Under the 60% condition of home team wins, the distribution of playoff spots awarded would be as follows.
7th place – 84%
8th place – 76%
9th place – 24%
10th place – 16%
Increasing the home court advantage beyond the 60% estimate would further stretch these results. But these are good estimates of the distribution we should expect to see from the winners of the play-in tournaments. As we can see, finishing in the 7th or 8th spots offers a major advantage over the bottom two spots because they have two opportunities to win just one game. The bottom two spots meanwhile, need to win two consecutive games in order to qualify. This offers teams a major incentive to finish as high as possible.
As you can see for yourself, the likelihood of a 10th seeded team ever making it out of the play-in tournament is remote. The majority of the time the teams that make it to the playoffs will still be the 7th and 8th place teams.
Last year, the Memphis Grizzlies were the only team able to win two play-in games and quality for a playoff spot. They were the beneficiaries of the format while the Golden State Warriors were the only losers as they were unable to win a game in two attempts.
On the off chance, a lower-seeded team does make it past the play-in, their reward may only be the opportunity to lose to the number one seed in four or five games. As we saw last year, the 9th place Grizzlies were promptly dispatched by the best team in the NBA at the time, the Utah Jazz, in just five games. So regardless of whether you agree with my take on this topic or not, the likelihood of it ever making a difference, in the long run, is slim.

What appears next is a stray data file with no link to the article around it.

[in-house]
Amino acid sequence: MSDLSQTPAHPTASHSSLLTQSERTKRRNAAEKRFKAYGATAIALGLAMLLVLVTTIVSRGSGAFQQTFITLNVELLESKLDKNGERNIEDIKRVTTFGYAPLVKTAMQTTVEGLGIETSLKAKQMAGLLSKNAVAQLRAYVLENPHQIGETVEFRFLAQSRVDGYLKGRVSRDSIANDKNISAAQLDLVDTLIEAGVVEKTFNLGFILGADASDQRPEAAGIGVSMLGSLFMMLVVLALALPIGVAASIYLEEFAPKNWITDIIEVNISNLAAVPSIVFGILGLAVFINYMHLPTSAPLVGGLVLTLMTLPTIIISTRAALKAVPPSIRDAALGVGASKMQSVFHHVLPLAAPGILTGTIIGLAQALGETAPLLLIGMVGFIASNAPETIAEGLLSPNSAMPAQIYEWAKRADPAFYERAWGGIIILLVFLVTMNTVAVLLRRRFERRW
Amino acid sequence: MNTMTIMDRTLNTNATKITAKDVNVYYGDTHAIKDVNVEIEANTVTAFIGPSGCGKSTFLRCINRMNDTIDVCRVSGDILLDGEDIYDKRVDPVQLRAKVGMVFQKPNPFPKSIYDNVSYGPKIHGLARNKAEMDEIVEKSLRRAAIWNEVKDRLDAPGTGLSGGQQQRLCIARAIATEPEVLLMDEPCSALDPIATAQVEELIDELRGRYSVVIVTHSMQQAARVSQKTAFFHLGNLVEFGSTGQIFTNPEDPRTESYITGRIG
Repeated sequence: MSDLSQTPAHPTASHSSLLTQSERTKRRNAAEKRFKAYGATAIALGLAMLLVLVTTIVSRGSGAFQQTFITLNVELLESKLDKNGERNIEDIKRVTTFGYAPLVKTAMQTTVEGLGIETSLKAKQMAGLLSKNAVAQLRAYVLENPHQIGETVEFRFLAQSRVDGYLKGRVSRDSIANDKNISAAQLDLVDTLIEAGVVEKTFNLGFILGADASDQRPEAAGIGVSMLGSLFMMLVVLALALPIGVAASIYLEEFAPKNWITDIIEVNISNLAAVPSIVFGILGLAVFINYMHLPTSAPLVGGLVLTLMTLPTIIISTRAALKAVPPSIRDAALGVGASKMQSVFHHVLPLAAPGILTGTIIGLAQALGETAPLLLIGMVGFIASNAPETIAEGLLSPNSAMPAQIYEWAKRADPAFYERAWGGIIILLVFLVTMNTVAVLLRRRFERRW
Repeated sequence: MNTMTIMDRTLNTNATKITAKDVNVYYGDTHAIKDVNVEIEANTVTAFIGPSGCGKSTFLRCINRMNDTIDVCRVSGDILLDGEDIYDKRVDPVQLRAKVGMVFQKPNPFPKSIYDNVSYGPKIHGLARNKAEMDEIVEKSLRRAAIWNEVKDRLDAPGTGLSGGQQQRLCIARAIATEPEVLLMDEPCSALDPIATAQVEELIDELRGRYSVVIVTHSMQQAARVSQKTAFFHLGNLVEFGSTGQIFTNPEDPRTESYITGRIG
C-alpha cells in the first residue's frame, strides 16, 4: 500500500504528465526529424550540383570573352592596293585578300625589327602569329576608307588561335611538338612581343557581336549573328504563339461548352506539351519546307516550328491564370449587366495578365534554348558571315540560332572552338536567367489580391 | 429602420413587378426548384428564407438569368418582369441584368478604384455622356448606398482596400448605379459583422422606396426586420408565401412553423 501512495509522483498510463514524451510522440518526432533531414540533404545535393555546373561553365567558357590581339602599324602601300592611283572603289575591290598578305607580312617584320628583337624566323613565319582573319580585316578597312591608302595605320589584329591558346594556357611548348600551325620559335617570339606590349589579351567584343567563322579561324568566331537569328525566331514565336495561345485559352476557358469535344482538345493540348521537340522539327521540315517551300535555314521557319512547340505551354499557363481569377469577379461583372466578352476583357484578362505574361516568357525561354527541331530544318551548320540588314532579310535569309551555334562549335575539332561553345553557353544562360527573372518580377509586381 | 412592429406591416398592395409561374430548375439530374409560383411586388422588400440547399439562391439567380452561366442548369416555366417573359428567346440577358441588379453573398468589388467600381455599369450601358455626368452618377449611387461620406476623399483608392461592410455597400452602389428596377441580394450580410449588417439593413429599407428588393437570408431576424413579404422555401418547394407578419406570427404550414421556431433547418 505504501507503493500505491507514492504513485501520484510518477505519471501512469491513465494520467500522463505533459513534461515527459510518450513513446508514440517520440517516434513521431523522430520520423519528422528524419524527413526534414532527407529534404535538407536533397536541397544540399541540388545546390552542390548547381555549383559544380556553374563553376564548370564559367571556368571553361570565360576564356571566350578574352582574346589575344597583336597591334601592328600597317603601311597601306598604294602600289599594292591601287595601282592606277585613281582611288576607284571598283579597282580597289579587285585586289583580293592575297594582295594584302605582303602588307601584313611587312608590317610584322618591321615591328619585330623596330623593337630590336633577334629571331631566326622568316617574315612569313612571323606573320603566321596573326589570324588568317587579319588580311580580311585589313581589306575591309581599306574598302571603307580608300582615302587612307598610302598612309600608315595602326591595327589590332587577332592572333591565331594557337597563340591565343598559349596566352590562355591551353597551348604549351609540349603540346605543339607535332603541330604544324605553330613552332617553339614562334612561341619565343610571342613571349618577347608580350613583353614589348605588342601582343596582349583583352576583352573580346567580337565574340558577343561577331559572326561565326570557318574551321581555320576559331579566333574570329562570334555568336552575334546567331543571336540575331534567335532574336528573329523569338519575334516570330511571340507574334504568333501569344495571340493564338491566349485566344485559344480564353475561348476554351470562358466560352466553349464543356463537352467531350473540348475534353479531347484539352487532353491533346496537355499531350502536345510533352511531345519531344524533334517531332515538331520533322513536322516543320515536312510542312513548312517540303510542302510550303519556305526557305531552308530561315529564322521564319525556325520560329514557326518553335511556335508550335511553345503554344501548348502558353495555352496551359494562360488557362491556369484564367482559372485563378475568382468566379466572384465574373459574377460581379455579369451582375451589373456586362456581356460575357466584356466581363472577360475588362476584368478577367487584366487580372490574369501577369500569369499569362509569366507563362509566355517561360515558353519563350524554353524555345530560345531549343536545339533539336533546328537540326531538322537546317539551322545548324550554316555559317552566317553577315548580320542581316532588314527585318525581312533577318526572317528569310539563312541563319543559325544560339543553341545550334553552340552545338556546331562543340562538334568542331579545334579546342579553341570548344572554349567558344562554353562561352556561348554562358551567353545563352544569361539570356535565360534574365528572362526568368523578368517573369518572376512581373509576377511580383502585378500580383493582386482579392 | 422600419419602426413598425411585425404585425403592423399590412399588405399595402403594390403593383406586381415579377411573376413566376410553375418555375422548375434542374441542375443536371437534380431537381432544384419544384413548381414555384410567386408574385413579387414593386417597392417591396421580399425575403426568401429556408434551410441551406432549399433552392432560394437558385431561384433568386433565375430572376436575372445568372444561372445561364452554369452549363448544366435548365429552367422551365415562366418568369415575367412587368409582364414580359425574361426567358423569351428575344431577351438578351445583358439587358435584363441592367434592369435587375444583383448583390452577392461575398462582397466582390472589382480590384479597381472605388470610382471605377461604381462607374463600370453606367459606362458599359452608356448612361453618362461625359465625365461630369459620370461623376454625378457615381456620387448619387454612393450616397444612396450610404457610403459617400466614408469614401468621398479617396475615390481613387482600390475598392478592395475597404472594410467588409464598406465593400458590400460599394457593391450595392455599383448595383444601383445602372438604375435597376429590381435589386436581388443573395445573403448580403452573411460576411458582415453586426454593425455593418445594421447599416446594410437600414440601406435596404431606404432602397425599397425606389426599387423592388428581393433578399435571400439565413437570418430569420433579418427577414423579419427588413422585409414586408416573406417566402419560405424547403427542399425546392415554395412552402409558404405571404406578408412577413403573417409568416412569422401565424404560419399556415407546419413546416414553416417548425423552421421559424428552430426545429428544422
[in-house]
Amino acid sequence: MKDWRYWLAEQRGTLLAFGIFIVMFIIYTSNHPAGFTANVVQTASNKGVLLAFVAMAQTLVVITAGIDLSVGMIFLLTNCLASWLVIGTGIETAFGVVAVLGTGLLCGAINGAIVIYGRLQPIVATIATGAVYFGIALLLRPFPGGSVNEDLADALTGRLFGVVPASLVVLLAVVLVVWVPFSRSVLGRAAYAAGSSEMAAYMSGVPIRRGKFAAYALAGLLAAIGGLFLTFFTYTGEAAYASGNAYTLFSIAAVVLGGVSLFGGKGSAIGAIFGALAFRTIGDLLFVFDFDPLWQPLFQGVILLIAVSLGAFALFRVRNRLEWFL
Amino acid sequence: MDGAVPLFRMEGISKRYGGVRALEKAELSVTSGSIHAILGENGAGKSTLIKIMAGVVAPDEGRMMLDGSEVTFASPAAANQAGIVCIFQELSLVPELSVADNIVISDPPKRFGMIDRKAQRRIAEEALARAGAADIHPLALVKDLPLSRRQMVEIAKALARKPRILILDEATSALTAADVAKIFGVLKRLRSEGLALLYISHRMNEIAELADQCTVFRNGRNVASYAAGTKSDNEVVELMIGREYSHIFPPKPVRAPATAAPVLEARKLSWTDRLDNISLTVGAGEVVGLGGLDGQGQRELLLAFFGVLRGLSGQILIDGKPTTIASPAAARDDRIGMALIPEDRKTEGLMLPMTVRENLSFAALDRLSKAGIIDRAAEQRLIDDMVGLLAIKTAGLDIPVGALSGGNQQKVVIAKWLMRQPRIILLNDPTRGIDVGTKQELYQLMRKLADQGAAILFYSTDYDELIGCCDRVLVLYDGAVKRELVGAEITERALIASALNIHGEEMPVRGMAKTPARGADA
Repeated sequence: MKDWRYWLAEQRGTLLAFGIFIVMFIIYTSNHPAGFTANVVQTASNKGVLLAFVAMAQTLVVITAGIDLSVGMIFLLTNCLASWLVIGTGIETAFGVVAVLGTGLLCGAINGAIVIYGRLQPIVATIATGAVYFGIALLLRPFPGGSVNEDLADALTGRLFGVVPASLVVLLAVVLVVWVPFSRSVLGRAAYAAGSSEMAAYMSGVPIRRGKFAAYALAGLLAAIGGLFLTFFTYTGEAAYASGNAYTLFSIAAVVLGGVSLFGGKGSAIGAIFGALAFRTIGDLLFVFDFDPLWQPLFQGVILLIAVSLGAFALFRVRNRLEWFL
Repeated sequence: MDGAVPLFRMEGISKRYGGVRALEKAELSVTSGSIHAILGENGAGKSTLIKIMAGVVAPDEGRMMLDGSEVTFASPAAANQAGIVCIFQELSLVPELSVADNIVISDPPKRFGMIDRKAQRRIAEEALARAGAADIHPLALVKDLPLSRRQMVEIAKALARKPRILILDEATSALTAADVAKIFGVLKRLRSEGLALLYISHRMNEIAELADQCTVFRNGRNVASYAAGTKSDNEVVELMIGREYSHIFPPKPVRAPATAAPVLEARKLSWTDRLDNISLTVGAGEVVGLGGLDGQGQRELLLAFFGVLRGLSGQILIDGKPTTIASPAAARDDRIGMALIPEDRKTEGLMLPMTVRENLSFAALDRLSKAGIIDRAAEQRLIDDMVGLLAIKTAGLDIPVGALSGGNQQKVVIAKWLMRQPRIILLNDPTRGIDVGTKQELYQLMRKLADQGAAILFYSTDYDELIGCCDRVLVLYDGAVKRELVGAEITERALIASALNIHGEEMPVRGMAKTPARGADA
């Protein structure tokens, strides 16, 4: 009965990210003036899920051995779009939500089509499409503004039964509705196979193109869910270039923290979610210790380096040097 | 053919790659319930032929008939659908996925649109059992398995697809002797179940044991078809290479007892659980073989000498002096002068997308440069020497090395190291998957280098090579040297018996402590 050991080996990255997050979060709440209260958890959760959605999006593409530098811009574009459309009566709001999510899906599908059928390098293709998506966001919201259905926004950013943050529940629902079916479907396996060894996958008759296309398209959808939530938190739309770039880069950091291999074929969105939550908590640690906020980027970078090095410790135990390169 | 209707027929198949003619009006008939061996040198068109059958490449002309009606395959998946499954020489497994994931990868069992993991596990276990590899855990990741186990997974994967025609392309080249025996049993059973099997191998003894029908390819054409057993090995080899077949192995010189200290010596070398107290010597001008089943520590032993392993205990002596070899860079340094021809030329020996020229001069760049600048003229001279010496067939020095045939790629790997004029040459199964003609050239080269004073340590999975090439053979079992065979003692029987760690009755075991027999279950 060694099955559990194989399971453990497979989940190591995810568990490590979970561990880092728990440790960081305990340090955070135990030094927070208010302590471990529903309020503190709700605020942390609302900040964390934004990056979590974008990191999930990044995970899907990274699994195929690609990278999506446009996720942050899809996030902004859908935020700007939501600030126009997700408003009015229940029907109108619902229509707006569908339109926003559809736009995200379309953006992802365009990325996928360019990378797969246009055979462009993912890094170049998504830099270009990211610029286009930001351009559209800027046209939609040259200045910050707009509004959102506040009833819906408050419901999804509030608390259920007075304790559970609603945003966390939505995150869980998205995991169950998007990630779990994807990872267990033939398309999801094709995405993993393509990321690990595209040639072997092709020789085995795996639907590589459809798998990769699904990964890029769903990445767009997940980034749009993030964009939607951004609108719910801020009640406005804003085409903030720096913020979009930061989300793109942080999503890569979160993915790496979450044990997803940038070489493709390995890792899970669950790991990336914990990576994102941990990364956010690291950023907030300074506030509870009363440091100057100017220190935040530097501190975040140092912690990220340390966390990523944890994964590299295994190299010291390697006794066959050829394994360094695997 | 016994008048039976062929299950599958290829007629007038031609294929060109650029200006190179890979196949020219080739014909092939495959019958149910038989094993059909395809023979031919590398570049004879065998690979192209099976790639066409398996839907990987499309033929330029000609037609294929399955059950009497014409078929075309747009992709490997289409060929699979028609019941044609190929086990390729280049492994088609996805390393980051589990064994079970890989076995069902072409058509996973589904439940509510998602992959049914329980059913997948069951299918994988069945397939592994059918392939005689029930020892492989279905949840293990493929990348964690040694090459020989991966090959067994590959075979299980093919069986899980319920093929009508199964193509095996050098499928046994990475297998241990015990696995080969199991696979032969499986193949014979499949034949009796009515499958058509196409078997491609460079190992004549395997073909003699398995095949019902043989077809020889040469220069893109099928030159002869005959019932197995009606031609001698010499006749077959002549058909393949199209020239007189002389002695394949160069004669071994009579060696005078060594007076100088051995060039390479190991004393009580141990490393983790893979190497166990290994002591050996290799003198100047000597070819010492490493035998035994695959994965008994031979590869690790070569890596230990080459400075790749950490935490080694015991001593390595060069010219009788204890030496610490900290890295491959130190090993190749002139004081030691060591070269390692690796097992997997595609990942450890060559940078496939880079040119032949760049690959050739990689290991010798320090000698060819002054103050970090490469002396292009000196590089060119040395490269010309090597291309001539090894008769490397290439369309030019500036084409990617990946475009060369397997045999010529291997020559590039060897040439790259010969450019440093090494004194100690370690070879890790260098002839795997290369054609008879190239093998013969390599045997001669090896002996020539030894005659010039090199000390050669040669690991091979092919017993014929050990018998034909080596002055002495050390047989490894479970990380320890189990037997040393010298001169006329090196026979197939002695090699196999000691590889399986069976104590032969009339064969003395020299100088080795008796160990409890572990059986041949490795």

Hope is the reason we all watch sports in the first place. Fans of the Orlando Magic or Sacramento Kings are rarely of the honest opinion that their teams are going to going to win the NBA Championship in the near future. In fact, most NBA fans would be content if their team won a championship just once in their entire lifetime. In most professional sports, the same 10 or so teams win nearly every year with few exceptions.
An excellent example can be taken from the annual NCAA basketball tournament. In the entire history of that tournament, the 16th seeded teams have won just once in 132 attempts. That of course occurred just four years ago when UMBC upset top-ranked Virginia. Everyone loves watching and cheering for the underdog and the play-in tournament gives us another chance to do just that.
In fact, no 7th or 8th seed has ever won an NBA Championship. That fact could make this entire argument moot. Should a 10th seeded team ever find their way into the playoffs, the most likely result would be an additional 4 or 5 games for their fans to extend their annual and inevitable demise.
But we can all have hope that a miracle could one day happen. The play-in tournament is an opportunity for fans to extend their optimism by a few weeks each year. That is the main reason why the NBA play-in tournament is awesome.